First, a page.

WC-63

Owner: Joe Leydon
Vehicle Make: Dodge
Vehicle Model: WC-63
Vehicle Year: 1941
Engine: Cummins 6BT
Injection Pump: Bosch P7100
Turbocharger: Holset HX35
Horsepower: 210 hp
Transmission: NV4500
Transfer Case: Dual rear output NP205 from Moonshine Mafia Motorsports
Clutch: Stock Napa replacement
Axles: Dual Corporate 14-bolt rear, Dana 60 front
Suspension: Stock

All of Precision Power Wagons’ engines revolve around the use of brand-new units. No take-out power plants are allowed. Above all else, Mininger targets reliability in his company’s Power Wagon builds. This particular ’48 chassis build was put together to support a 6BT Cummins, which includes boxing the frame and beefier crossmembers. The brand-new 5.9L was sourced from Big Bear Engine Company. “When I buy an engine from Big Bear, I don’t have to worry about anything,” Mininger told us. “It’s imperative that I have a good engine source, as it’s not cost-effective to build our own engines.” The Big Bear 6BT is mated to a 4L80E that was built by GearStar Performance Transmission.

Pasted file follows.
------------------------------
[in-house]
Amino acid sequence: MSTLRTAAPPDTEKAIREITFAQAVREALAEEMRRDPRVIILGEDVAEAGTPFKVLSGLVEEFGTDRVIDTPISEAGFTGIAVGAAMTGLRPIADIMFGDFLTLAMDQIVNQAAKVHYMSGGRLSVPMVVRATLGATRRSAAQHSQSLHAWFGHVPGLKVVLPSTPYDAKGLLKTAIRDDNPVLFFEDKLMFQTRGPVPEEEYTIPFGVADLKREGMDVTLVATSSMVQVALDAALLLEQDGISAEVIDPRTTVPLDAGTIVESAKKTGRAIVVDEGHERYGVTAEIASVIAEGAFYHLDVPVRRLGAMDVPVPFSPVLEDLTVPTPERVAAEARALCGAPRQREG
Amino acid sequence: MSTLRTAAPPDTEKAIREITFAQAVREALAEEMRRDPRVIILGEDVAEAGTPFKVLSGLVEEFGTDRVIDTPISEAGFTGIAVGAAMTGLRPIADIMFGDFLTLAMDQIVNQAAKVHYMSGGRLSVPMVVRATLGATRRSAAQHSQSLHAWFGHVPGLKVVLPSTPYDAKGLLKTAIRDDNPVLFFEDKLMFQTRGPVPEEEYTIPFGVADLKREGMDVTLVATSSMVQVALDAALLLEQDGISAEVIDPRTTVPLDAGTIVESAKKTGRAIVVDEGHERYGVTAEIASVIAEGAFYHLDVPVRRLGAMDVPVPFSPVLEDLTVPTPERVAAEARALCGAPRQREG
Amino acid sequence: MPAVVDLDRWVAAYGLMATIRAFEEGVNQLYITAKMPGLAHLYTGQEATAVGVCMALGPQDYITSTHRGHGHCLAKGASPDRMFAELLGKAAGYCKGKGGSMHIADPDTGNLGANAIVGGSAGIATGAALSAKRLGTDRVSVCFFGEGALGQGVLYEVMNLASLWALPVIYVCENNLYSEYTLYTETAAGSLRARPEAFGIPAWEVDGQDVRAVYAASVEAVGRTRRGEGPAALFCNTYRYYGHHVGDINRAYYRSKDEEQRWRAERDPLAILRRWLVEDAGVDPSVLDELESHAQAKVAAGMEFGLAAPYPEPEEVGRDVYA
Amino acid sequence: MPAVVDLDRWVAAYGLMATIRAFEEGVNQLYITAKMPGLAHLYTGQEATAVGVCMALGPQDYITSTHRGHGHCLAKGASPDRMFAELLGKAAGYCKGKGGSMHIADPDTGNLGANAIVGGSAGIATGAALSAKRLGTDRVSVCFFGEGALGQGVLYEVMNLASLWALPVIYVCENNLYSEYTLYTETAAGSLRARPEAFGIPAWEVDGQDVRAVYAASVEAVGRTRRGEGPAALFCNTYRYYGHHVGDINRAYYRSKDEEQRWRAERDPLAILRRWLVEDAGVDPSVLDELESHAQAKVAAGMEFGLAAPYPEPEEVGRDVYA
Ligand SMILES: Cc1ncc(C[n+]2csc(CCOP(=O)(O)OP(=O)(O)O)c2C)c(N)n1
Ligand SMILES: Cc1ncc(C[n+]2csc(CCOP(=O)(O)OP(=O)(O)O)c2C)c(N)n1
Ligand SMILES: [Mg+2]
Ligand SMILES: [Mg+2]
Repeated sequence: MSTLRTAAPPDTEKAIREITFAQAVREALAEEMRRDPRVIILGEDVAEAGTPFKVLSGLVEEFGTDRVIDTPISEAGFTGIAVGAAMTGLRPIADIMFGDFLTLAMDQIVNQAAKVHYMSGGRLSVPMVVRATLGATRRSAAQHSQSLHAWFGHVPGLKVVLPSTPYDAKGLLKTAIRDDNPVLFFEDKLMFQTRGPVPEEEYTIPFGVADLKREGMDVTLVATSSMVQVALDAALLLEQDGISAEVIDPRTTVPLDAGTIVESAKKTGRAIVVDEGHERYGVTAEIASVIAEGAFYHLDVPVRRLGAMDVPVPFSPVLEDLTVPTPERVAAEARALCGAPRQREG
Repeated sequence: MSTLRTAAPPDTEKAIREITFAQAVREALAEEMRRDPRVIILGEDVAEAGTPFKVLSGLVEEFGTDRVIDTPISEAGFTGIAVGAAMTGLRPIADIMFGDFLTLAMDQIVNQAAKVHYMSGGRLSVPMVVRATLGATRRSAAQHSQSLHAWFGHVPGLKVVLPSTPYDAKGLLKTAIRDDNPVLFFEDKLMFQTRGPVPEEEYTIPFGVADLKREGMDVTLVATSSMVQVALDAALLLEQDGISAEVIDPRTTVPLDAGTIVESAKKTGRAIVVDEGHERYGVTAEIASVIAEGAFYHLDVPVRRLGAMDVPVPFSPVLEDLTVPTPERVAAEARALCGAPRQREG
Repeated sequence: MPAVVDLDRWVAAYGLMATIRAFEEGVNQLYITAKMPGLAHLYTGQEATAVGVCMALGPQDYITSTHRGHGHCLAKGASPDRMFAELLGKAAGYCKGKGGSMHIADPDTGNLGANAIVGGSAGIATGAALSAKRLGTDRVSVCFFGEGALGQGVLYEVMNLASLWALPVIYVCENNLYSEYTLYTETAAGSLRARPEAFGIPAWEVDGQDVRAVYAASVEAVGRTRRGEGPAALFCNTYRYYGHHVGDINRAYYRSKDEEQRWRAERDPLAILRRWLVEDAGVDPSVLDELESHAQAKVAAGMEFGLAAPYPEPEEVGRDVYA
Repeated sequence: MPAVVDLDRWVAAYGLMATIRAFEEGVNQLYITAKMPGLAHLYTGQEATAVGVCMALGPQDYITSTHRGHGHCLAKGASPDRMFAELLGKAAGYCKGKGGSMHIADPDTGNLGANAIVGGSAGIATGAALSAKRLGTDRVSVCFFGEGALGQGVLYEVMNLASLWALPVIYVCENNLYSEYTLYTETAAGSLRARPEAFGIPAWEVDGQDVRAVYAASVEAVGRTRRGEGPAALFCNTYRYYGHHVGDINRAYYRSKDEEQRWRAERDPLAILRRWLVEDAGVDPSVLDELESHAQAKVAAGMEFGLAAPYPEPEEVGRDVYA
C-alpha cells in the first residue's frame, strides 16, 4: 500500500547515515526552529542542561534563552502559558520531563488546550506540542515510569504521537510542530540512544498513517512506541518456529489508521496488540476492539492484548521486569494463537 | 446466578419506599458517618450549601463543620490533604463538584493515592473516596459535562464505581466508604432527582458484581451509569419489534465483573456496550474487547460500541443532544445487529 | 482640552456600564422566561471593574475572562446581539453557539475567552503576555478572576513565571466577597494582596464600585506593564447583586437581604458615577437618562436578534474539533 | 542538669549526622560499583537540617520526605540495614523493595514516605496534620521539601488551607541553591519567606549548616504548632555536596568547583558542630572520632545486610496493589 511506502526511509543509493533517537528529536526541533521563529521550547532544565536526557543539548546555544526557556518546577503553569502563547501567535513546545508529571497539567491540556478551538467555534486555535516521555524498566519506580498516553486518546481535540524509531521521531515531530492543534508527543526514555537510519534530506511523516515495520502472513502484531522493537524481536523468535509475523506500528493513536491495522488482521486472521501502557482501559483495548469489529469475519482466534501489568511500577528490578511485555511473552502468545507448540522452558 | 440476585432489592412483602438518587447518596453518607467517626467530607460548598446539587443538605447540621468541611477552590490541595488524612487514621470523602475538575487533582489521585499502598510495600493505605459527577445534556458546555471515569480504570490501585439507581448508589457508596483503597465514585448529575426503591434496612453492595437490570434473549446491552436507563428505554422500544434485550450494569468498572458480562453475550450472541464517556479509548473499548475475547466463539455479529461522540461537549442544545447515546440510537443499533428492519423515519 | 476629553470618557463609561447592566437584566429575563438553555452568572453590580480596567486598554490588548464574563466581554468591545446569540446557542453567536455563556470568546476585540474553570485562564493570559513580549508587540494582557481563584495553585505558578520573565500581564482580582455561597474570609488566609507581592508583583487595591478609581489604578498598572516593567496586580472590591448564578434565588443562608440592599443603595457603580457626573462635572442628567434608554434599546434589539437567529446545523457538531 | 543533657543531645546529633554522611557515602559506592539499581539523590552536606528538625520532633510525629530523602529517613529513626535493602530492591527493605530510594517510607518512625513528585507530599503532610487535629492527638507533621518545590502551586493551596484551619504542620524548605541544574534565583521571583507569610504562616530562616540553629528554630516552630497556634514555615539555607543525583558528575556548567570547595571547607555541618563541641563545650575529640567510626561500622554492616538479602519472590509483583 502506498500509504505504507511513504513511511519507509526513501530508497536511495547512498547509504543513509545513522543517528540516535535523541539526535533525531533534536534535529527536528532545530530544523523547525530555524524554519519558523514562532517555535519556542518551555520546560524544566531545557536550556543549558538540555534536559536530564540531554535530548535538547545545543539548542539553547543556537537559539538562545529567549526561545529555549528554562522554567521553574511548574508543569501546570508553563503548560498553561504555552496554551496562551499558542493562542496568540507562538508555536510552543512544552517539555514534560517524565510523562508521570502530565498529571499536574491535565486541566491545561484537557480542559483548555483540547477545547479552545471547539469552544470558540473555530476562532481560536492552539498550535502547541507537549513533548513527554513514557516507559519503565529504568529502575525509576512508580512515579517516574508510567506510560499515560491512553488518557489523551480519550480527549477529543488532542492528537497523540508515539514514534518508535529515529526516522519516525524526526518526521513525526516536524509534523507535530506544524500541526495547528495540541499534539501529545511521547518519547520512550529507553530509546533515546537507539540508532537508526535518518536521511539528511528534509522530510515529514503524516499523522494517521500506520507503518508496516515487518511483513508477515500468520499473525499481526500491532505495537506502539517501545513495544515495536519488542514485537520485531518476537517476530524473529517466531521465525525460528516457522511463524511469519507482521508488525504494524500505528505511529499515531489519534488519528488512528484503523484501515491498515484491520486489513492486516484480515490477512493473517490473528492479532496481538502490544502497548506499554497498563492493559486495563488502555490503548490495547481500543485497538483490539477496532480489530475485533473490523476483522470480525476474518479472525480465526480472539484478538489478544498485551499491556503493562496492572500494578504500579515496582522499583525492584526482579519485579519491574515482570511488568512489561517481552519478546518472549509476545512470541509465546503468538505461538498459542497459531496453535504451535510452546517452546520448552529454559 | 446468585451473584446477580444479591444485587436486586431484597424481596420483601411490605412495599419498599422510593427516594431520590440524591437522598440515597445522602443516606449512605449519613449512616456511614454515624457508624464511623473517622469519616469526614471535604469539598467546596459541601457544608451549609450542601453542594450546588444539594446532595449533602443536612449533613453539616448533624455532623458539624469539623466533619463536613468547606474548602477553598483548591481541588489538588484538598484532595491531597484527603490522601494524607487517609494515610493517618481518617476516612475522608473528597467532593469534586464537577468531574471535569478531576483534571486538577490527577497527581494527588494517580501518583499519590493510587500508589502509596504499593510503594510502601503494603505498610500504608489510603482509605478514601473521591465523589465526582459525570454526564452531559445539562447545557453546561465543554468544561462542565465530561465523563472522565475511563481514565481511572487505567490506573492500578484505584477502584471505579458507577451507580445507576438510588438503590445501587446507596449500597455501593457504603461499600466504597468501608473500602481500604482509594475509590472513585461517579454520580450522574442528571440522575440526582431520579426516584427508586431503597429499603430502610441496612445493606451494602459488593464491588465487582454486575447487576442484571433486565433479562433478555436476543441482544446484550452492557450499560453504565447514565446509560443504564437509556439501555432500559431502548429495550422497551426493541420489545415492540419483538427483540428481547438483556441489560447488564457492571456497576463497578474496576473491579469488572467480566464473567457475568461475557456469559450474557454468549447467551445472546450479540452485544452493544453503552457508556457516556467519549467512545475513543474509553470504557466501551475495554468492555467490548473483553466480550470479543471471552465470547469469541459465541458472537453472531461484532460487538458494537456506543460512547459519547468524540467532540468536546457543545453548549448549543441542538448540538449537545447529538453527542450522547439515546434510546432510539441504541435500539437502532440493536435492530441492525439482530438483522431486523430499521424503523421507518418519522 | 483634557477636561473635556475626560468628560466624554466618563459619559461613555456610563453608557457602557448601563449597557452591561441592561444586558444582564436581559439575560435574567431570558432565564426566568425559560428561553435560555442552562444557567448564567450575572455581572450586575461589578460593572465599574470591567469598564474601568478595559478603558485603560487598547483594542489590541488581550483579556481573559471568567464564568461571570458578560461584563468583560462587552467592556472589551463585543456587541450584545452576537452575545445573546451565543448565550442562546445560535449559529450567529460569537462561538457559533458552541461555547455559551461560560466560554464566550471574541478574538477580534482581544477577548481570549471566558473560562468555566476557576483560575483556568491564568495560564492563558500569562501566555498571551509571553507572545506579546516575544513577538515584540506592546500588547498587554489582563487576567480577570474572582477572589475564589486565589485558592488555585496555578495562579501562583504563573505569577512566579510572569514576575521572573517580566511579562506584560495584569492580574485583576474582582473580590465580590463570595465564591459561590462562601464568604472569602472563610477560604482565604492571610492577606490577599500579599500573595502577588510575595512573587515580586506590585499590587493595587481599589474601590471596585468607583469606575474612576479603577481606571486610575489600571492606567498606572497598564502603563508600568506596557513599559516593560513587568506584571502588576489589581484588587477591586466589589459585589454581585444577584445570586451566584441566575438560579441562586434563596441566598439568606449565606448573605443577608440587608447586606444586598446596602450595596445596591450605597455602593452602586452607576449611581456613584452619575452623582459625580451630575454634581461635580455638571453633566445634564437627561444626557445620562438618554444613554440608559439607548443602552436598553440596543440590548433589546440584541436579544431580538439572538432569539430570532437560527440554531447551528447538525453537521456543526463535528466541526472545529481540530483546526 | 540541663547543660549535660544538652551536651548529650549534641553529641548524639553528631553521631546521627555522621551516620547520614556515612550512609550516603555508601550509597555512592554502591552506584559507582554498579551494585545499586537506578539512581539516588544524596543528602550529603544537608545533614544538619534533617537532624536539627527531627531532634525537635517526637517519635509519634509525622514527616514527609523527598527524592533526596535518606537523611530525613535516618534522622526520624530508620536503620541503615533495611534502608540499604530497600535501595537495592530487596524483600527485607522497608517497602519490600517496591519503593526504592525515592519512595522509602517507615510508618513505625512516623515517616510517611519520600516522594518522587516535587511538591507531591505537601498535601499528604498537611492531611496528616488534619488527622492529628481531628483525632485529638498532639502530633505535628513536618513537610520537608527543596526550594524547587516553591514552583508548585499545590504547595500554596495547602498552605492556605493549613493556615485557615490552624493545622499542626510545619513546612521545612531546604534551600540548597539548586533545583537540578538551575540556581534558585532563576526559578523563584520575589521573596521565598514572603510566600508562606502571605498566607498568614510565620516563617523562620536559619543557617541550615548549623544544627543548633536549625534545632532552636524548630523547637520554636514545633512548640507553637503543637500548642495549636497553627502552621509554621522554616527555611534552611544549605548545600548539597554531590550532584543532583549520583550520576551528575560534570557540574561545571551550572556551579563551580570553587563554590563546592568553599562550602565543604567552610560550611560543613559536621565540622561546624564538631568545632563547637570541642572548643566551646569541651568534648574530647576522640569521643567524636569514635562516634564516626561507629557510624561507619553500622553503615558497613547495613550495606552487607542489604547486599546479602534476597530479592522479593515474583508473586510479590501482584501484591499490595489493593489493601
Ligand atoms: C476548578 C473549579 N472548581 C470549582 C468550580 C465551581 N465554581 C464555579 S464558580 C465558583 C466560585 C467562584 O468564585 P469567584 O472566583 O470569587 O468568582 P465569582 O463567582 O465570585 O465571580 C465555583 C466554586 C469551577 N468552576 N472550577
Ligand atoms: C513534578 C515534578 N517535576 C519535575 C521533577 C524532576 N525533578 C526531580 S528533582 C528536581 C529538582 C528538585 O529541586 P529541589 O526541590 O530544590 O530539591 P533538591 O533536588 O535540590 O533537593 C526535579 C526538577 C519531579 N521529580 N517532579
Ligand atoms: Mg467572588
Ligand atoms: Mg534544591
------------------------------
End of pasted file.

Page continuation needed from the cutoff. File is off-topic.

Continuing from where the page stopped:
You’re looking at Precision’s first R2.8 Cummins conversion. Despite its 160hp, 310 lb-ft rating, Mininger confesses it has considerably less get up and go than a new 140hp 4BT from Big Bear Engine Company—perhaps due to the 4BT’s ability to produce peak torque at a lower rpm. Even so, Mininger believes the R2.8 is more than adequate in powering this ’46 Power Wagon, not to mention that the chain-driven common-rail power plant is much quieter than any 4BT.

Chassis Build

Owner: Mike Giebenhain
Vehicle Make: Dodge
Vehicle Model: Power Wagon
Vehicle Year: 1948
Engine: Cummins 6BT
Injection Pump: Bosch P7100
Turbocharger: Holset HX35
Horsepower: 210 hp
Transmission: 4L80E
Transfer Case: NP241